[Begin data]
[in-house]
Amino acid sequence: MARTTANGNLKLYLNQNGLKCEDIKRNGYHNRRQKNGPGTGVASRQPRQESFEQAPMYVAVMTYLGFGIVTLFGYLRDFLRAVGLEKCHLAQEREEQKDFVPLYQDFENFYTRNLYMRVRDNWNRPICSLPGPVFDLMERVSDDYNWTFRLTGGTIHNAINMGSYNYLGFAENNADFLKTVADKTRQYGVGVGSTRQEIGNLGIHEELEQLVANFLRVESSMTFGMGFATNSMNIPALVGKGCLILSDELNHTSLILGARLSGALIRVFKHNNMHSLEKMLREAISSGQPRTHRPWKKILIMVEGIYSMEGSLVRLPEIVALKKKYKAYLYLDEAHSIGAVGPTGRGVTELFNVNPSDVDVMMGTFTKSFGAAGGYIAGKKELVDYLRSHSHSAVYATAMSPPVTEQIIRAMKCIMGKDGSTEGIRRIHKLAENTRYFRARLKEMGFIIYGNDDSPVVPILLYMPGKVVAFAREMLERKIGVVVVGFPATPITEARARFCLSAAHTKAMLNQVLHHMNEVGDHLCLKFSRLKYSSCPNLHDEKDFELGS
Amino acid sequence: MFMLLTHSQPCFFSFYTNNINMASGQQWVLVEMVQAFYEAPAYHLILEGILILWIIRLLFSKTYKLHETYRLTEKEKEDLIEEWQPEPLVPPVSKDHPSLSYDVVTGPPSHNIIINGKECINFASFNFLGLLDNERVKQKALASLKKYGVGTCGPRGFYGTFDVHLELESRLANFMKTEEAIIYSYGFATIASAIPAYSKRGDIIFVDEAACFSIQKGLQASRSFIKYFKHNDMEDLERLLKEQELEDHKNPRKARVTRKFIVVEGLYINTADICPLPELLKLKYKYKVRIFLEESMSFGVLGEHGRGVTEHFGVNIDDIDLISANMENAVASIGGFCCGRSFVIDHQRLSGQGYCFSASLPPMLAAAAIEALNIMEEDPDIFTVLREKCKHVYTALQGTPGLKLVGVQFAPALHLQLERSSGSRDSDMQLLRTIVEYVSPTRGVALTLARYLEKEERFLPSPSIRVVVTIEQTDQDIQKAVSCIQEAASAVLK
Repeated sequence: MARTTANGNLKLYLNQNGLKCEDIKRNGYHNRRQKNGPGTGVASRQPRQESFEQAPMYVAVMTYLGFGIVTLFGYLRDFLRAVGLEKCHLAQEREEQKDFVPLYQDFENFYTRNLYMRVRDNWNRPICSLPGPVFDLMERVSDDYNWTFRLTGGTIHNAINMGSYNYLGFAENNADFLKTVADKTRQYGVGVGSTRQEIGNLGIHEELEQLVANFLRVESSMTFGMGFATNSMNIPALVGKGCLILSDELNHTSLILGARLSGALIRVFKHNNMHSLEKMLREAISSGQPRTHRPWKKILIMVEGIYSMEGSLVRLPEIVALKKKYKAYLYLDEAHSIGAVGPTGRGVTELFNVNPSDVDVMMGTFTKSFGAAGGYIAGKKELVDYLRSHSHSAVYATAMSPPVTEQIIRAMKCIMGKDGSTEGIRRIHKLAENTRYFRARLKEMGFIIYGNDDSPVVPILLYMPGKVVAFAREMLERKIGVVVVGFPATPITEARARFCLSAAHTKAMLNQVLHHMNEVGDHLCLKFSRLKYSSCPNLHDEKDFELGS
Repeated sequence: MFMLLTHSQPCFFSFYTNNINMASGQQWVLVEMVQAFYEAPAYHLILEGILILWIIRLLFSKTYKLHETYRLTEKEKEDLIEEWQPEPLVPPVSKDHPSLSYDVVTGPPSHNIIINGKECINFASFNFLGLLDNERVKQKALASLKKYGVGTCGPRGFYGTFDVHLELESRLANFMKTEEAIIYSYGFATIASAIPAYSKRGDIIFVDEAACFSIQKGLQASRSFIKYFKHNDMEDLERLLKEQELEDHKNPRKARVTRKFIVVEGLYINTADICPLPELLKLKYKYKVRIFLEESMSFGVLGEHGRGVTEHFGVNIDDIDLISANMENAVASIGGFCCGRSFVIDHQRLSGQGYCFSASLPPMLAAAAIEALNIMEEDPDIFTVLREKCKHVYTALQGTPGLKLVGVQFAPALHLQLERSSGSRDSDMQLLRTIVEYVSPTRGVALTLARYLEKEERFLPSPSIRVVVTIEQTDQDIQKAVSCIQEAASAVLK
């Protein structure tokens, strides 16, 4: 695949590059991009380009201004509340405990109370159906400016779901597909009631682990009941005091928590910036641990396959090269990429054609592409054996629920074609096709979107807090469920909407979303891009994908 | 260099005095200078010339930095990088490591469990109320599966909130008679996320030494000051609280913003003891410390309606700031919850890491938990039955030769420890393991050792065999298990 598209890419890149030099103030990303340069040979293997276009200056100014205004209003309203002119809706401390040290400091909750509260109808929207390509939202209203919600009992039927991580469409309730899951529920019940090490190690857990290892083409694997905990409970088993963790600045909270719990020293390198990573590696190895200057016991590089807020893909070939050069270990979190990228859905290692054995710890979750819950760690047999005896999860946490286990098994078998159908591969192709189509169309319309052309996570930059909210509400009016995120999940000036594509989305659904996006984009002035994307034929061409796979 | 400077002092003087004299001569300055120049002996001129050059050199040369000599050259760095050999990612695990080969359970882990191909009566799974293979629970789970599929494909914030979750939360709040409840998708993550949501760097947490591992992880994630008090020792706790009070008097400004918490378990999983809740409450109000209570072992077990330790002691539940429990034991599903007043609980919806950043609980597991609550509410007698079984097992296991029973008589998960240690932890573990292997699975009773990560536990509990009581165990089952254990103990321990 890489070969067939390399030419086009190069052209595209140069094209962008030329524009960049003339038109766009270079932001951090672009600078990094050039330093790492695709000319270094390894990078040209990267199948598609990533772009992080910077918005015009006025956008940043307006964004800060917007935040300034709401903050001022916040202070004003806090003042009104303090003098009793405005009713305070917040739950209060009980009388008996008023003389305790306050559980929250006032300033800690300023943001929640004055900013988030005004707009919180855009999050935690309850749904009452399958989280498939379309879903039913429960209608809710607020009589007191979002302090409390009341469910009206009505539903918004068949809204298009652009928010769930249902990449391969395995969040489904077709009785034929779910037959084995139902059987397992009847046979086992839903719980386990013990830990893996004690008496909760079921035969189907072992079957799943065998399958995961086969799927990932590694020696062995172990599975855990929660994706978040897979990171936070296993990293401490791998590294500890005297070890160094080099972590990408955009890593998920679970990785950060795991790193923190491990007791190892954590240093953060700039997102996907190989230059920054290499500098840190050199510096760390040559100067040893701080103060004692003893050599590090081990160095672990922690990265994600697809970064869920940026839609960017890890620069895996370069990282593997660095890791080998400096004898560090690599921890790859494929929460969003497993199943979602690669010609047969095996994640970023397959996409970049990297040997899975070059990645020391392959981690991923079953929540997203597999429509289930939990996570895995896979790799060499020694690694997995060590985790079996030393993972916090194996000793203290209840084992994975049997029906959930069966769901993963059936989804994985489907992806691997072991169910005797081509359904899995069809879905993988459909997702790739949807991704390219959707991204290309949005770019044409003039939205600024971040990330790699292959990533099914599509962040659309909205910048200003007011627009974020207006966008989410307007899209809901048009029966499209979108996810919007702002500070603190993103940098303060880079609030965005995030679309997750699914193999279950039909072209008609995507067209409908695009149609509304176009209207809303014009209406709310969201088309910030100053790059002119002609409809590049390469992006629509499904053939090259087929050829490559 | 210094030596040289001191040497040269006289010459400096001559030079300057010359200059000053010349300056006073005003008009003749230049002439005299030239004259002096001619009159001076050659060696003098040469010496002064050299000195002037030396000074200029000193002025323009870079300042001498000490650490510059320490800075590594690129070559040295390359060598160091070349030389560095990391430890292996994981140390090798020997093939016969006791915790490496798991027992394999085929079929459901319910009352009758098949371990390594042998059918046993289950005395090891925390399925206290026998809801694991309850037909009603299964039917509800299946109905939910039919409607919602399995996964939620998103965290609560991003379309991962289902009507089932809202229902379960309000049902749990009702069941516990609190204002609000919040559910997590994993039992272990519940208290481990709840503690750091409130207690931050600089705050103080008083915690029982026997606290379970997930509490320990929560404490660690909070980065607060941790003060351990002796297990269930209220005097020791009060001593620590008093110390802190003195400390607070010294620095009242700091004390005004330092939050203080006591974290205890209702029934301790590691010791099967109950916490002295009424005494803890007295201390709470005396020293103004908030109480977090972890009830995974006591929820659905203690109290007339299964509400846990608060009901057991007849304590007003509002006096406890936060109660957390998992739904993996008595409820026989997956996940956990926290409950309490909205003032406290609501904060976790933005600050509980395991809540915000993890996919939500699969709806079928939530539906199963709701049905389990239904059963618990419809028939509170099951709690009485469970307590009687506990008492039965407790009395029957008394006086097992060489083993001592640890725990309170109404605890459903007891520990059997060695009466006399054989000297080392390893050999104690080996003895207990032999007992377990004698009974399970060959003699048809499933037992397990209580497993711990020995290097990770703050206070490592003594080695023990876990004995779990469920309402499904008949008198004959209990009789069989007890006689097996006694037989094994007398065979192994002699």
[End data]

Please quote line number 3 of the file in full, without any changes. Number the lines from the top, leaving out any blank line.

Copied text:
Amino acid sequence: MFMLLTHSQPCFFSFYTNNINMASGQQWVLVEMVQAFYEAPAYHLILEGILILWIIRLLFSKTYKLHETYRLTEKEKEDLIEEWQPEPLVPPVSKDHPSLSYDVVTGPPSHNIIINGKECINFASFNFLGLLDNERVKQKALASLKKYGVGTCGPRGFYGTFDVHLELESRLANFMKTEEAIIYSYGFATIASAIPAYSKRGDIIFVDEAACFSIQKGLQASRSFIKYFKHNDMEDLERLLKEQELEDHKNPRKARVTRKFIVVEGLYINTADICPLPELLKLKYKYKVRIFLEESMSFGVLGEHGRGVTEHFGVNIDDIDLISANMENAVASIGGFCCGRSFVIDHQRLSGQGYCFSASLPPMLAAAAIEALNIMEEDPDIFTVLREKCKHVYTALQGTPGLKLVGVQFAPALHLQLERSSGSRDSDMQLLRTIVEYVSPTRGVALTLARYLEKEERFLPSPSIRVVVTIEQTDQDIQKAVSCIQEAASAVLK